The car is probably tight in because of front end geometry problems, causing the front of the car to have no grip. When we increase the rebound of the LR shock, we promote weight transfer off that corner, which de-wedges the car. We now have two ends of the car that have less grip. We have effectively balanced the car at the expense of performance.
Neutral handling is not necessarily related to performance. Overall grip on the four tires is what creates performance by allowing more speed into and through the corners. What we really need is a properly designed front end that will turn in and through the middle so we don't have to crutch the LR shock rates.
A swing-arm suspension has a large motion ratio that causes the shock shaft to move at abo
Once we have that, we can use the LR shock to enhance turn-exit performance. By using split valve shocks, we can increase the compression of the LR shock and, at the same time, maintain a more moderate rebound rate to enhance turn-exit performance without messing up the entry performance.
Remember we softened the RR shock compression to effect the same improvement. When we increase the LR shock compression and decrease the RR shock compression, we have used two corners of the car to improve exit performance.
On dirt or asphalt, we can look at the compression and rebound rates on the left side of the car to effect the overall attitude of the car.
Lower overall compression for asphalt or dirt cars on high-banked tracks will allow the left side of the car to compress more quickly and enhance aero downforce. Once the LF corner is down and the aero effect is enhanced, more downforce will keep the left side down after the effect of the movement of the shocks is over. Very stiff overall left-side compression is never desired.
Stiff overall rebound on the left side of the car helps to maintain the aero effect when coming off the corners by reducing the tendency for the left side to lift as we accelerate. This helps to continue the low left-side attitude that creates high aero downforce.
All of the above is related to asphalt tracks or even dirt tracks with high banking and a higher degree of traction. We need to think a lot differently when dealing with shocks for dry, slick dirt tracks. The trend has been to allow the car to jack up on the left side. A very low setting for rebound on the left-side shocks allows a sudden and rapid movement of the LF and LR suspensions so the left side of the car is up through the middle.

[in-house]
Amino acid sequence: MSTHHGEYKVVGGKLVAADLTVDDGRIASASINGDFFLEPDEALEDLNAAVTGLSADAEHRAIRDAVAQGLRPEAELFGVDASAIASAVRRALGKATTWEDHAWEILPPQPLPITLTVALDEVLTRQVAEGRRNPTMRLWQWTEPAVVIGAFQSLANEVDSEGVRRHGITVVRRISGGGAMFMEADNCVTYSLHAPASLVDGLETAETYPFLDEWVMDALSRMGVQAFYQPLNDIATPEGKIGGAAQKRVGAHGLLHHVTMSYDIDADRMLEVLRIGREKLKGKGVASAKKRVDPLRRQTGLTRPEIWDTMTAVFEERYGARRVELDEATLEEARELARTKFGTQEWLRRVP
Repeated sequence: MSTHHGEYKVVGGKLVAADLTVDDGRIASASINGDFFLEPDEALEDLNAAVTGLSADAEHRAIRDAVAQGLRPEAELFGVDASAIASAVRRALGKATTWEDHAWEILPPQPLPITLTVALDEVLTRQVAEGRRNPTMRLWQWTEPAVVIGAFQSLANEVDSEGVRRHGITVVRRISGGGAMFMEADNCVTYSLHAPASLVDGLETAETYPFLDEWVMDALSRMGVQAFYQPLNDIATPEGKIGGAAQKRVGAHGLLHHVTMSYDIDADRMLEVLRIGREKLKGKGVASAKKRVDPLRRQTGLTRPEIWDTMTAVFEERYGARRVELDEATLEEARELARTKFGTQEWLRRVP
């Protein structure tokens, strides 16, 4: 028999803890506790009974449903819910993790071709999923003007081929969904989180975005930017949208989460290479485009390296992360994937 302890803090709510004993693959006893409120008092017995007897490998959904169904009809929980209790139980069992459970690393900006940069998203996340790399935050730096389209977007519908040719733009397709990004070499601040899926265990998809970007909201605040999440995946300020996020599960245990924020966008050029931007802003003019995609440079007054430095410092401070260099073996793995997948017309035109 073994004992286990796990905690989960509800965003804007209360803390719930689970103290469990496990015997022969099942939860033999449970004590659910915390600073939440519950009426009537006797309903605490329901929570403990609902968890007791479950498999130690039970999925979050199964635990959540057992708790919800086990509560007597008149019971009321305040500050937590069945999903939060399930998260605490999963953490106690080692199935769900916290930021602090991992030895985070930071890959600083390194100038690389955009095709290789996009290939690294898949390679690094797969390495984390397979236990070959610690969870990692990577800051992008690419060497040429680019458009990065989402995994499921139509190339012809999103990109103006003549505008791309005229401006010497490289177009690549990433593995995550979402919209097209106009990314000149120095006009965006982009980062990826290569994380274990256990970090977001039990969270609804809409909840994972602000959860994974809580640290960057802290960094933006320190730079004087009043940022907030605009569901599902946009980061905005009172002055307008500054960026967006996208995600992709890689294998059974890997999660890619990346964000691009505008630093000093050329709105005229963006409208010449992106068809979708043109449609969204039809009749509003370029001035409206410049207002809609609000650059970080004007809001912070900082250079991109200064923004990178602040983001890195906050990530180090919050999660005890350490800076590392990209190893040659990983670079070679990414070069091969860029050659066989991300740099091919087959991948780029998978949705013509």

This attitude promotes weight transfer from the left side to the right side, the theory being that more weight on two tires will bite into the dry slick better than distributing the race car weight among the four tires. The high-left-side attitude does more than promote weight transfer; it allows for more rear steer by causing the LR wheel to swing up and under the forward mounts of the trailing links, and that action steers the rear end to the right.
For dirt racing, we need to also complement the softer left-side rebound rates in our shocks with a lower compression rate for the right-side shocks on flat and dry-slick types of race tracks. This allows the right side to drop quickly on turn entry as the left side rises up.
The soft and slow motion of the shocks at both sides of the car help to reduce the "shock" to the tires during transitional periods of entry and exit. This helps the tire contract patch maintain grip with the racing surface.
As we are always saying, solve your setup problems first before experimenting with shocks. Never crutch a bad setup. Most shock technicians will tell you to put standard rate shocks on the four corners until the setup is sorted out. Make changes to one corner at a time to see and feel the results. The most important task is to make the driver more comfortable, and that will translate to faster lap times.